During the credit crunch, it was the first East Asian country to fall into recession. Singapore is particularly sensitive to economic shifts because of its reliance on global trade. However, resilience planning ensured that – unlike others in the region – it quickly recovered from negative growth to 12.46% GDP growth, exceeding even its 2005 growth level.
“One of the reasons why we were able to do that is because we made sure firms did not lay off their workers,” Maniam explains. The Government had plans that subsidised employee costs and kept people in their jobs.
The country invested a record US$13.8 billion (S$20.5 billion) stimulus package on training employees and lowering employment costs for businesses through tax breaks. This kept citizens earning, and also ensured that workers were then equipped with skills that increased their value in the market, he says.
Wave of disruption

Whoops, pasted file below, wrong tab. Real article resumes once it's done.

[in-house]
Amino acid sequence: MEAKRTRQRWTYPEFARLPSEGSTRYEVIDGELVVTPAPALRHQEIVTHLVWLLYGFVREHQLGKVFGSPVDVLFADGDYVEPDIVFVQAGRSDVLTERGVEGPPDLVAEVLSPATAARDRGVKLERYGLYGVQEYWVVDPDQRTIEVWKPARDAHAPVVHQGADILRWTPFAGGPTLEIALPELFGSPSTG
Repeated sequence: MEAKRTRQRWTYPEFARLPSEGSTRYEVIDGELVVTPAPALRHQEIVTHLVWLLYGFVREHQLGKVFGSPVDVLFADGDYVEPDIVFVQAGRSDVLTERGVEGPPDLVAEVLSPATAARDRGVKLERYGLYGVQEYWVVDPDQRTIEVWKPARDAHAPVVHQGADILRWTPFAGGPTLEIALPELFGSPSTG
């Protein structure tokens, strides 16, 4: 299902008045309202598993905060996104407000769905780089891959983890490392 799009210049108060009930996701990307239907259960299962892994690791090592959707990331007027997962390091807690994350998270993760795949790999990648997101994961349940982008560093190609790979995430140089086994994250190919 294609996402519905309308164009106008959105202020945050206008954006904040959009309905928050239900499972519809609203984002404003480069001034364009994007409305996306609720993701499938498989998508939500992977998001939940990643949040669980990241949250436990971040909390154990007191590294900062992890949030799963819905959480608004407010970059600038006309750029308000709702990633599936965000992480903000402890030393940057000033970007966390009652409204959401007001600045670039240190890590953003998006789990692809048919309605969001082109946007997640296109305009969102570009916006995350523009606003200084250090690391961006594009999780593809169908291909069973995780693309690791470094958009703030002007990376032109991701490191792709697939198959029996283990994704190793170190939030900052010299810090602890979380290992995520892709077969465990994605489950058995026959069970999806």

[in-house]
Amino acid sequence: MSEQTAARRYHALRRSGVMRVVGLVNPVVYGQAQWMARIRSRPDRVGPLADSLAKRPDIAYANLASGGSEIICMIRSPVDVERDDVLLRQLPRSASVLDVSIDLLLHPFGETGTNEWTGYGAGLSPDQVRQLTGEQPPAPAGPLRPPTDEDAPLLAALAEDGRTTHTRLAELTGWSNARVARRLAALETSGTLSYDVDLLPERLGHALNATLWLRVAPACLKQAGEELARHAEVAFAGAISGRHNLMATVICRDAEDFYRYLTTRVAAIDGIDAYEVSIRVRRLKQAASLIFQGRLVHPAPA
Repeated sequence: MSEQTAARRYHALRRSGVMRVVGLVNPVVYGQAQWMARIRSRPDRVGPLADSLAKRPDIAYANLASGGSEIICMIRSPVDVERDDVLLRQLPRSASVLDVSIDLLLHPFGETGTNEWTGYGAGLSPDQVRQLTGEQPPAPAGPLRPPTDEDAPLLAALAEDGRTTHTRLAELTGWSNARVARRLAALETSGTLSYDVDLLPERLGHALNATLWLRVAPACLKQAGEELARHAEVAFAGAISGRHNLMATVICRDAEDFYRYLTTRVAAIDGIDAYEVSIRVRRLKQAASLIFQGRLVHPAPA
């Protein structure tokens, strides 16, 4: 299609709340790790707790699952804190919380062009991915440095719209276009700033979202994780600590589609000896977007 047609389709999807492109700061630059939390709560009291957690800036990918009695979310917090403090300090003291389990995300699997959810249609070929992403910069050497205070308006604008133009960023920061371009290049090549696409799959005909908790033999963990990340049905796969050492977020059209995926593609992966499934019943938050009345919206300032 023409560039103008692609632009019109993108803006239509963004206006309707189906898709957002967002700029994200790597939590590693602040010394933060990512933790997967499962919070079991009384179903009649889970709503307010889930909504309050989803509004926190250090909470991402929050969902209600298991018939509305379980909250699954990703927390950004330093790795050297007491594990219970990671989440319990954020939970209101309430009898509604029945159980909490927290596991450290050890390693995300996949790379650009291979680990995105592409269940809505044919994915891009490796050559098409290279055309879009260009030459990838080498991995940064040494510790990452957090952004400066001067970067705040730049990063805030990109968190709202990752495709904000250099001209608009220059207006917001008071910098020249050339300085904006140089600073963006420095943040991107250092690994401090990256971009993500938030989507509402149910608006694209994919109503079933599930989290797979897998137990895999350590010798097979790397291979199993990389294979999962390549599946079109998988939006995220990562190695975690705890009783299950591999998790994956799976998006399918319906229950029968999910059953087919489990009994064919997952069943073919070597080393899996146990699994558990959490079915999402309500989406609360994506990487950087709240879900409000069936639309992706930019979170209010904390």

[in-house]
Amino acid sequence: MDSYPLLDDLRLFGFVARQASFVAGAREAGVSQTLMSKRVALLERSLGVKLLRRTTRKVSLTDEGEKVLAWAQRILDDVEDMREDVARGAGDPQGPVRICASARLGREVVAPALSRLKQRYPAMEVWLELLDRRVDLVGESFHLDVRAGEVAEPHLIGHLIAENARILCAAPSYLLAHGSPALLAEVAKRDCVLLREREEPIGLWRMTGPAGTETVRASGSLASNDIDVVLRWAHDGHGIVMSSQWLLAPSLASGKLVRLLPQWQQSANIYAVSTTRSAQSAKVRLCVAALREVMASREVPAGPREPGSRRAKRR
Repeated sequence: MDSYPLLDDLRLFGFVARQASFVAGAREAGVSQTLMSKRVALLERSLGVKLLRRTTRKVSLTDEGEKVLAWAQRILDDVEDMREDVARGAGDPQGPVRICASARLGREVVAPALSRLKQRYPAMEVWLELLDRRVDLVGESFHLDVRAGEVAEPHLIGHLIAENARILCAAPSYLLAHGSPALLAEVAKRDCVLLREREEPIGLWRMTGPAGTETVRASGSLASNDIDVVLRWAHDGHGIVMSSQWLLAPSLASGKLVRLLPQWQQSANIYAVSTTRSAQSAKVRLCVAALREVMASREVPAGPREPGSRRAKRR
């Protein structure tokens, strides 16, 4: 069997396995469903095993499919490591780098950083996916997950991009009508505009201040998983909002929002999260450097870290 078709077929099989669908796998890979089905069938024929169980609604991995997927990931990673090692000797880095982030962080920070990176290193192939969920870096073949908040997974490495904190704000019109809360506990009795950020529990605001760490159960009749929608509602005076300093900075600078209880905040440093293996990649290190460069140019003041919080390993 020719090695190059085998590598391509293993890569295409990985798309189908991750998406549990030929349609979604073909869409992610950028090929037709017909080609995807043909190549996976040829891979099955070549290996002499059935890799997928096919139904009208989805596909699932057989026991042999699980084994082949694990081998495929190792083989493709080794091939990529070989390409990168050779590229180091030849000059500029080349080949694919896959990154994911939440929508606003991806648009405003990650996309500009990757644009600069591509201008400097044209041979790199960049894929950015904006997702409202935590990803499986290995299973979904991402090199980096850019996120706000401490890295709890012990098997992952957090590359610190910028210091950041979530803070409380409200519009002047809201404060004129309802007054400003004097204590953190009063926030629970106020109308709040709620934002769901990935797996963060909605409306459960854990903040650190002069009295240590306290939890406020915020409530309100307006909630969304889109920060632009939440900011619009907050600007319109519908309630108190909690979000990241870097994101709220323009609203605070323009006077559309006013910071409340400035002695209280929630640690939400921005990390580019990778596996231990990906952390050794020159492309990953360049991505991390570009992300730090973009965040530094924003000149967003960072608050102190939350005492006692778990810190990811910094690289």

The second role of futures teams is to manage “predetermined elements” like changing labour markets or technological shifts affecting the global economy.
3D printing is one such shift, and the MTI is monitoring this closely. The technology has allowed cars and buildings to be built in days with minimal manpower and “in the longer term, if it becomes cheap enough at scale, then maybe all of us can 3D print the things we need”, he believes.
That possibility threatens business models, and Maniam thinks it will radically alter consumer habits in an economy that has a strong retail sector. “I might be buying the service to 3D print, rather than the physical product itself”, he says. This places a greater emphasis on the value of a design, rather than its manufacture or distribution through local outlets.
Equally, it will affect the nation’s role as a logistics hub. What will be the role of ports in a world where people can manufacture their own products? Some of Singapore’s traditional advantages from a port economy will be phased out, he believes, and the nation will then need to shift its economic model and reinvent a new role.